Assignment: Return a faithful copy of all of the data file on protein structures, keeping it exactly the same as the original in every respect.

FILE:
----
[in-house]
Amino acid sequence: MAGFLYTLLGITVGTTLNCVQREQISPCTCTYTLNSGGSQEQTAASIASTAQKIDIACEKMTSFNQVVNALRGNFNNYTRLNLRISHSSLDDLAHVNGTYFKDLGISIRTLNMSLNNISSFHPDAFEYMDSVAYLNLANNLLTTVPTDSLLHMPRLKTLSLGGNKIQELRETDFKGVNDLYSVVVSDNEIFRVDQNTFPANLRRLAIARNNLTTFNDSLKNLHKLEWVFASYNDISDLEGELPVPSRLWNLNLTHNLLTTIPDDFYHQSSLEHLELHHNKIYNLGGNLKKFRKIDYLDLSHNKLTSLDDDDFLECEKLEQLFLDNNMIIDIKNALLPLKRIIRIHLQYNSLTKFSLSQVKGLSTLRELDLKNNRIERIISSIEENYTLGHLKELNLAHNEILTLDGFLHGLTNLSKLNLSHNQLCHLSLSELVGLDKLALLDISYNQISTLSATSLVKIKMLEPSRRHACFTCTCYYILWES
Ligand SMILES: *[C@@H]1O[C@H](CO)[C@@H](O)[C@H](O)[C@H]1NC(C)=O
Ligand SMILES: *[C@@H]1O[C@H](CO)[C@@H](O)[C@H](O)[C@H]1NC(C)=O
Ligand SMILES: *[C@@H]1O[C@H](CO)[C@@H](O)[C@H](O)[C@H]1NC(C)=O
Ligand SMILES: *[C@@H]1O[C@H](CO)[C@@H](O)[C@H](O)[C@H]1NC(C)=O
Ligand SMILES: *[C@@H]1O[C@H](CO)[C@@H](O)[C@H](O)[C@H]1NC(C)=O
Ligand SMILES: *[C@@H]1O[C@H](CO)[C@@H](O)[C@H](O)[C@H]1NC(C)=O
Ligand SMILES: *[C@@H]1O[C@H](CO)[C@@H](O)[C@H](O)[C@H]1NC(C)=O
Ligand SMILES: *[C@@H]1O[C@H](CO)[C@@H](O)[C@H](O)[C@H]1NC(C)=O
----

[in-house]
Amino acid sequence: MAGFLYTLLGITVGTTLNCVQREQISPCTCTYTLNSGGSQEQTAASIASTAQKIDIACEKMTSFNQVVNALRGNFNNYTRLNLRISHSSLDDLAHVNGTYFKDLGISIRTLNMSLNNISSFHPDAFEYMDSVAYLNLANNLLTTVPTDSLLHMPRLKTLSLGGNKIQELRETDFKGVNDLYSVVVSDNEIFRVDQNTFPANLRRLAIARNNLTTFNDSLKNLHKLEWVFASYNDISDLEGELPVPSRLWNLNLTHNLLTTIPDDFYHQSSLEHLELHHNKIYNLGGNLKKFRKIDYLDLSHNKLTSLDDDDFLECEKLEQLFLDNNMIIDIKNALLPLKRIIRIHLQYNSLTKFSLSQVKGLSTLRELDLKNNRIERIISSIEENYTLGHLKELNLAHNEILTLDGFLHGLTNLSKLNLSHNQLCHLSLSELVGLDKLALLDISYNQISTLSATSLVKIKMLEPSRRHACFTCTCYYILWES
Ligand SMILES: *[C@@H]1O[C@H](CO)[C@@H](O)[C@H](O)[C@H]1NC(C)=O
Ligand SMILES: *[C@@H]1O[C@H](CO)[C@@H](O)[C@H](O)[C@H]1NC(C)=O
Ligand SMILES: *[C@@H]1O[C@H](CO)[C@@H](O)[C@H](O)[C@H]1NC(C)=O
Ligand SMILES: *[C@@H]1O[C@H](CO)[C@@H](O)[C@H](O)[C@H]1NC(C)=O
Ligand SMILES: *[C@@H]1O[C@H](CO)[C@@H](O)[C@H](O)[C@H]1NC(C)=O
Ligand SMILES: *[C@@H]1O[C@H](CO)[C@@H](O)[C@H](O)[C@H]1NC(C)=O
Ligand SMILES: *[C@@H]1O[C@H](CO)[C@@H](O)[C@H](O)[C@H]1NC(C)=O
Ligand SMILES: *[C@@H]1O[C@H](CO)[C@@H](O)[C@H](O)[C@H]1NC(C)=O